What Are the Potential Employment Claims/Remedies?
When farmworkers are sexually assaulted— regardless of whether the sexual assault is work-related—there are many ways in which victims’ employment may be adversely affected. Victims may need modified work schedules, changes in job duties, transfer or termination of the perpetrator, and/or time away from work to participate in legal proceedings or to seek medical care, mental health care or a protection order. However, employers are often unwilling to make such accommodations for farmworkers.
Federal and state employment laws and related laws can provide various remedies to victims of sexual assault. If the sexual assault occurred during work hours or if the supervisor or a co-worker was the perpetrator, for instance, the sexual assault will likely be a form of sex discrimination that may be protected by Title VII of the Civil Rights Act or state antidiscrimination laws. Discrimination claims offer remedies such as protection against further harassment and retaliation, financial recovery for lost wages and emotional harm, reinstatement of employment if the victim has been fired, and protected leave time to access services.
Some laws require that employees file claims with administrative agencies like the U.S. Equal Employment Opportunity Commission (EEOC) before proceeding in court. Other times, a collective bargaining agreement might impact how an employee should proceed. Very few farmworkers are unionized however, in part because farmworkers are excluded from coverage under the National Labor Relations Act. It is important to note that most of the laws mentioned below apply to both documented and undocumented workers, though the remedies may vary.
While many laws exist to protect employee victims from retaliation for exercising their rights, retaliation is a very real problem. For example, over 30% of all recent sexual harassment claims made to the EEOC incorporated a retaliation claim.19 Given the reality of retaliation, many farmworkers are afraid to exercise rights afforded them by law. Lawyers must educate themselves about retaliation and be prepared to defend farmworker victims who suffer adverse effects of retaliation.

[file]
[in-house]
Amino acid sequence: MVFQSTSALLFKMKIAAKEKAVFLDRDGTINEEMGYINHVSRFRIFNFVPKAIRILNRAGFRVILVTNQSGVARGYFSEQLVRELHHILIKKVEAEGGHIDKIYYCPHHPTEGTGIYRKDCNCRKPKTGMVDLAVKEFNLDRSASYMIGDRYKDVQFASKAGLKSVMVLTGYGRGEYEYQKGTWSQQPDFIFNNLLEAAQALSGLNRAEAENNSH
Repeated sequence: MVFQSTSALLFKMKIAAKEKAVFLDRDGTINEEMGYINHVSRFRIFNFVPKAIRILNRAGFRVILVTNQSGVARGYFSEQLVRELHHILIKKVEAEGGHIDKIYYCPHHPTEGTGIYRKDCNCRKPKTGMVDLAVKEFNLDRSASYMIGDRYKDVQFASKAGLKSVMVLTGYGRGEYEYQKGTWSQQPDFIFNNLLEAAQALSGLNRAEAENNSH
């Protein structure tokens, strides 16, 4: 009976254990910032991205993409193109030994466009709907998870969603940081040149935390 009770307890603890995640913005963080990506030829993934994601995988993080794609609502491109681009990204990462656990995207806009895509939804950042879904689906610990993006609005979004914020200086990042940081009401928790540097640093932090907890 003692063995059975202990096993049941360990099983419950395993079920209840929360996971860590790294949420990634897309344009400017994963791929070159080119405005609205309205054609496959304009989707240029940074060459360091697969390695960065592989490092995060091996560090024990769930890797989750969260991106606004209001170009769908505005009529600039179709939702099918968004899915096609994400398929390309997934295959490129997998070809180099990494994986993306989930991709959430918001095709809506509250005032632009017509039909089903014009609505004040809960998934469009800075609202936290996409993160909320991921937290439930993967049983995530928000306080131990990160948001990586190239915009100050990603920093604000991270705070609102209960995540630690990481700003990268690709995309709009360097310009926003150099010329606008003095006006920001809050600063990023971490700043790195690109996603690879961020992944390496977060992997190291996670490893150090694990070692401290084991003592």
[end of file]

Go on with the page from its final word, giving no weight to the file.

The following are some of the potential employment law claims if the sexual assault arose in an employment context:
Title VII of the Civil Rights Act of 1964 or similar state anti-discrimination laws: Onthe- job sexual harassment—including sexual assault—is a form of sex discrimination. Such a claim can be filed in either state or federal court, but victims may be required to first exhaust the administrative remedies with the EEOC or similar local or state agencies. The agency will conduct an investigation and/or will give you a “right to sue” letter which allows you to file the claim in court. Farmworkers are protected from sex discrimination regardless of whether the harasser/assailant is the owner of the company, co-worker, supervisor, customer or subcontractor. Among other remedies, a court or the EEOC can order the employer: a) to take immediate steps to protect the farmworker from additional harassment; b) pay the employee lost wages; c) reinstate the worker if s/he has been fired; and d) train supervisors and other personnel regarding sexual harassment. Title VII applies when the employer has 15 or more employees; state laws may cover smaller employers.
Form good working relationships with your local EEOC and state agency offices. Offer to train agency staff on issues related to the unique needs of farmworker victims of sexual assault.
Wrongful Termination in Violation of Public Policy and Other Torts: These state laws provide protection from being terminated for a reason contrary to public policy, even in an at-will employment situation. Examples of activities protected by public policy may include an employee opposing or complaining about sexual harassment or an employee taking time off work to obtain a protective order. Other state torts that may apply are intentional infliction of emotion distress, assault and battery, false imprisonment, and negligent hiring or retention. Tort laws vary by state and their application is very fact specific; some tort laws are applicable regardless of whether the assault occurred on or off the job. If your organization is restricted from pursuing tort claims, for example as a recipient of OVW funding, make an appropriate referral.
Workers’ Compensation: The vast majority of states have laws that provide an employee with medical treatment, compensation and other benefits if employees are injured in the scope of their employment. In some states, these laws cover physical and emotional injuries caused by violence at the workplace or during the course of the employment. These laws vary widely by state.
Occupational Safety and Health Laws: Though infrequently used in the sexual harassment and sexual assault context, employers may be liable if they failed to take proper measures to maintain a safe workplace. This may include when an employee or other person commits an act of violence at work and the employer takes no action to prevent the dangerous condition. Complaints may be made to the Occupational Safety and Health Administration of the U.S. Department of Labor or similar state agencies; in some states, claims can be filed directly in the courts.